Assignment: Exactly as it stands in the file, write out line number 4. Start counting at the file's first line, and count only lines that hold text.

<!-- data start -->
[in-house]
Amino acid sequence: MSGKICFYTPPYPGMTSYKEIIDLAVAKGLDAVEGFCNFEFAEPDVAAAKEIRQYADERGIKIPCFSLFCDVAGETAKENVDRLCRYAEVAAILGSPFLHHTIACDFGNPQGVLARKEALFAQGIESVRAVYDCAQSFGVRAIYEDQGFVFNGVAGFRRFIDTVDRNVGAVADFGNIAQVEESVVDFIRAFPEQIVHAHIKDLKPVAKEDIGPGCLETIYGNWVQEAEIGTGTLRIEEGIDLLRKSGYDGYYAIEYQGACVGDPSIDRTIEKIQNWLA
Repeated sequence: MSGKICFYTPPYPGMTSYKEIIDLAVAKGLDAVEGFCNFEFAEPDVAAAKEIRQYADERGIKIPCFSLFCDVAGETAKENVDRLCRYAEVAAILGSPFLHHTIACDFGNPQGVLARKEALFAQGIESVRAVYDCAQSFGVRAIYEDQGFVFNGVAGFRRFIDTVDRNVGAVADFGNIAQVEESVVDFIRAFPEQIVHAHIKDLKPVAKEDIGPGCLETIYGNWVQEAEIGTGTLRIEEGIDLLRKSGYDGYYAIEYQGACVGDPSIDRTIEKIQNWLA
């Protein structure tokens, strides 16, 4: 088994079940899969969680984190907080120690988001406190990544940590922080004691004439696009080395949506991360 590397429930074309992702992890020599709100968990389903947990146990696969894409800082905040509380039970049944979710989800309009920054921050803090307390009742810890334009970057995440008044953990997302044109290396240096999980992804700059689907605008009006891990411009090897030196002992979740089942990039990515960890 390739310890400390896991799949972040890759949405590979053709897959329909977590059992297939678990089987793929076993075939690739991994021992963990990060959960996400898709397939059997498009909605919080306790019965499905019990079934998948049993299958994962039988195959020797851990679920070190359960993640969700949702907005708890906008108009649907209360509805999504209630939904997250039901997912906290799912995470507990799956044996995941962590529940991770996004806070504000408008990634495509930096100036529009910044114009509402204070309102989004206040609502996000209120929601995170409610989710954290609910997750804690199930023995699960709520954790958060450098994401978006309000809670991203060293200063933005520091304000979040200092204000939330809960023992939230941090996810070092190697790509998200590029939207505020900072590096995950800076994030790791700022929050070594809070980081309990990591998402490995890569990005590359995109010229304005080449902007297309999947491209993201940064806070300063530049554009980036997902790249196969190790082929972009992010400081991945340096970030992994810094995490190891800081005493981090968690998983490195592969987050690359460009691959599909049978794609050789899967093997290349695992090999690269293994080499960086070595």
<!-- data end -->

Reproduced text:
């Protein structure tokens, strides 16, 4: 088994079940899969969680984190907080120690988001406190990544940590922080004691004439696009080395949506991360 590397429930074309992702992890020599709100968990389903947990146990696969894409800082905040509380039970049944979710989800309009920054921050803090307390009742810890334009970057995440008044953990997302044109290396240096999980992804700059689907605008009006891990411009090897030196002992979740089942990039990515960890 390739310890400390896991799949972040890759949405590979053709897959329909977590059992297939678990089987793929076993075939690739991994021992963990990060959960996400898709397939059997498009909605919080306790019965499905019990079934998948049993299958994962039988195959020797851990679920070190359960993640969700949702907005708890906008108009649907209360509805999504209630939904997250039901997912906290799912995470507990799956044996995941962590529940991770996004806070504000408008990634495509930096100036529009910044114009509402204070309102989004206040609502996000209120929601995170409610989710954290609910997750804690199930023995699960709520954790958060450098994401978006309000809670991203060293200063933005520091304000979040200092204000939330809960023992939230941090996810070092190697790509998200590029939207505020900072590096995950800076994030790791700022929050070594809070980081309990990591998402490995890569990005590359995109010229304005080449902007297309999947491209993201940064806070300063530049554009980036997902790249196969190790082929972009992010400081991945340096970030992994810094995490190891800081005493981090968690998983490195592969987050690359460009691959599909049978794609050789899967093997290349695992090999690269293994080499960086070595």